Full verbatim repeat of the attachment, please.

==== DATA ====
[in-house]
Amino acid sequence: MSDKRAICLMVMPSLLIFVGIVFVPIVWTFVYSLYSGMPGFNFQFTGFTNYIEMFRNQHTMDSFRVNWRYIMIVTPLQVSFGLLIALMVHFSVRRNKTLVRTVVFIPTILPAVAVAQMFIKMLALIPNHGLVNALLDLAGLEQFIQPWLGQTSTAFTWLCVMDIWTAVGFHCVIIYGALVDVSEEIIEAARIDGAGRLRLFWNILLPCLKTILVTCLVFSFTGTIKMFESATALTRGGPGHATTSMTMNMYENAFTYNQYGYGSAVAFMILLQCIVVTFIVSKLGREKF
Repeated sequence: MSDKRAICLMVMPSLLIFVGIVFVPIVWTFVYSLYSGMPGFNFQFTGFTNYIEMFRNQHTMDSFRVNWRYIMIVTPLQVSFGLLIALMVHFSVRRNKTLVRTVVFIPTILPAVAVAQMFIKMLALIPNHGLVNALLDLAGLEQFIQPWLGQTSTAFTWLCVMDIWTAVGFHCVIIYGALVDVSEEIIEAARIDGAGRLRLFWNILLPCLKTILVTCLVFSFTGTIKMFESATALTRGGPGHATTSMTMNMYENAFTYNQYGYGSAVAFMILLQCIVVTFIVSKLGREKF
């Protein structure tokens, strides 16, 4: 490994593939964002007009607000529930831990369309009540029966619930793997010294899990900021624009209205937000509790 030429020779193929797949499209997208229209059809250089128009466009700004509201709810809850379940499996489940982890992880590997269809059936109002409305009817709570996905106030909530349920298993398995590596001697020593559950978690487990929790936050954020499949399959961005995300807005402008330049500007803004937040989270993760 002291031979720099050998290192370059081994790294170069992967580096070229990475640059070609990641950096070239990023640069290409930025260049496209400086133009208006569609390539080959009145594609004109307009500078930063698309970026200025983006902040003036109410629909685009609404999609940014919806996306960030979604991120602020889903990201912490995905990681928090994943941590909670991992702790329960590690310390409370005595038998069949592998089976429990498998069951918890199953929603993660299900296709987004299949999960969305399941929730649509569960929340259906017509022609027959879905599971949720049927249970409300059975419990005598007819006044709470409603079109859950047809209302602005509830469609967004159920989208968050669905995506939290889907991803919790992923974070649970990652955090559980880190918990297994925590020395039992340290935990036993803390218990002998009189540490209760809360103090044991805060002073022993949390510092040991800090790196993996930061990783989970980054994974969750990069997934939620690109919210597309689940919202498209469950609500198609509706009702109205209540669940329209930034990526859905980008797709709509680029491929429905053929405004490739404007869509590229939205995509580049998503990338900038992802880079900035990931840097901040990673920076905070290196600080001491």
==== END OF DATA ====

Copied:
[in-house]
Amino acid sequence: MSDKRAICLMVMPSLLIFVGIVFVPIVWTFVYSLYSGMPGFNFQFTGFTNYIEMFRNQHTMDSFRVNWRYIMIVTPLQVSFGLLIALMVHFSVRRNKTLVRTVVFIPTILPAVAVAQMFIKMLALIPNHGLVNALLDLAGLEQFIQPWLGQTSTAFTWLCVMDIWTAVGFHCVIIYGALVDVSEEIIEAARIDGAGRLRLFWNILLPCLKTILVTCLVFSFTGTIKMFESATALTRGGPGHATTSMTMNMYENAFTYNQYGYGSAVAFMILLQCIVVTFIVSKLGREKF
Repeated sequence: MSDKRAICLMVMPSLLIFVGIVFVPIVWTFVYSLYSGMPGFNFQFTGFTNYIEMFRNQHTMDSFRVNWRYIMIVTPLQVSFGLLIALMVHFSVRRNKTLVRTVVFIPTILPAVAVAQMFIKMLALIPNHGLVNALLDLAGLEQFIQPWLGQTSTAFTWLCVMDIWTAVGFHCVIIYGALVDVSEEIIEAARIDGAGRLRLFWNILLPCLKTILVTCLVFSFTGTIKMFESATALTRGGPGHATTSMTMNMYENAFTYNQYGYGSAVAFMILLQCIVVTFIVSKLGREKF
């Protein structure tokens, strides 16, 4: 490994593939964002007009607000529930831990369309009540029966619930793997010294899990900021624009209205937000509790 030429020779193929797949499209997208229209059809250089128009466009700004509201709810809850379940499996489940982890992880590997269809059936109002409305009817709570996905106030909530349920298993398995590596001697020593559950978690487990929790936050954020499949399959961005995300807005402008330049500007803004937040989270993760 002291031979720099050998290192370059081994790294170069992967580096070229990475640059070609990641950096070239990023640069290409930025260049496209400086133009208006569609390539080959009145594609004109307009500078930063698309970026200025983006902040003036109410629909685009609404999609940014919806996306960030979604991120602020889903990201912490995905990681928090994943941590909670991992702790329960590690310390409370005595038998069949592998089976429990498998069951918890199953929603993660299900296709987004299949999960969305399941929730649509569960929340259906017509022609027959879905599971949720049927249970409300059975419990005598007819006044709470409603079109859950047809209302602005509830469609967004159920989208968050669905995506939290889907991803919790992923974070649970990652955090559980880190918990297994925590020395039992340290935990036993803390218990002998009189540490209760809360103090044991805060002073022993949390510092040991800090790196993996930061990783989970980054994974969750990069997934939620690109919210597309689940919202498209469950609500198609509706009702109205209540669940329209930034990526859905980008797709709509680029491929429905053929405004490739404007869509590229939205995509580049998503990338900038992802880079900035990931840097901040990673920076905070290196600080001491």